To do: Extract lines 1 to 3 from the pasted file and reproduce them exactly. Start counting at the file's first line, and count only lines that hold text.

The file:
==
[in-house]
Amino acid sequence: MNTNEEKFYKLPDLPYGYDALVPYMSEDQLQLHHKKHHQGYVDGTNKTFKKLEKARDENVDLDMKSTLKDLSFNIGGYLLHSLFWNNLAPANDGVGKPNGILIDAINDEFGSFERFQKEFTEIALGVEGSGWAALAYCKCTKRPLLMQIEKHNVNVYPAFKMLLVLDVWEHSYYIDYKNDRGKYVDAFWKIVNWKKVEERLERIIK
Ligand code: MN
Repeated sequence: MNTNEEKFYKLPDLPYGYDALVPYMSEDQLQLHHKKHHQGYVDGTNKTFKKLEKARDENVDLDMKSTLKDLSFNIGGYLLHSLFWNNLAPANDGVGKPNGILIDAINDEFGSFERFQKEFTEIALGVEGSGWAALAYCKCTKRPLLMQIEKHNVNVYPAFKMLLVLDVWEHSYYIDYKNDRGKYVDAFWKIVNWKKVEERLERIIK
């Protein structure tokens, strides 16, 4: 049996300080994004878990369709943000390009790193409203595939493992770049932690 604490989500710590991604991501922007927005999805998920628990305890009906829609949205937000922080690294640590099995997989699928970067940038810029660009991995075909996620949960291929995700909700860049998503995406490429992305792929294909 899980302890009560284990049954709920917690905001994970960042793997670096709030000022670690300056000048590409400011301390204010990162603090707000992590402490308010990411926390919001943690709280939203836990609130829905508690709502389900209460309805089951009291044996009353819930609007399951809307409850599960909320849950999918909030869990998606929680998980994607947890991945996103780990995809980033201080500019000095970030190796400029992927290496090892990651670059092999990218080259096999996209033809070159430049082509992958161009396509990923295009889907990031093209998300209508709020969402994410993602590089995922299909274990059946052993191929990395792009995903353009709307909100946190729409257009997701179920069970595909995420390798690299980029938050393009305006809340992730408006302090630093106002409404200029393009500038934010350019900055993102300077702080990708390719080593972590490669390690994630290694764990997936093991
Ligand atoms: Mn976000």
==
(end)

[in-house]
Amino acid sequence: MNTNEEKFYKLPDLPYGYDALVPYMSEDQLQLHHKKHHQGYVDGTNKTFKKLEKARDENVDLDMKSTLKDLSFNIGGYLLHSLFWNNLAPANDGVGKPNGILIDAINDEFGSFERFQKEFTEIALGVEGSGWAALAYCKCTKRPLLMQIEKHNVNVYPAFKMLLVLDVWEHSYYIDYKNDRGKYVDAFWKIVNWKKVEERLERIIK
Ligand code: MN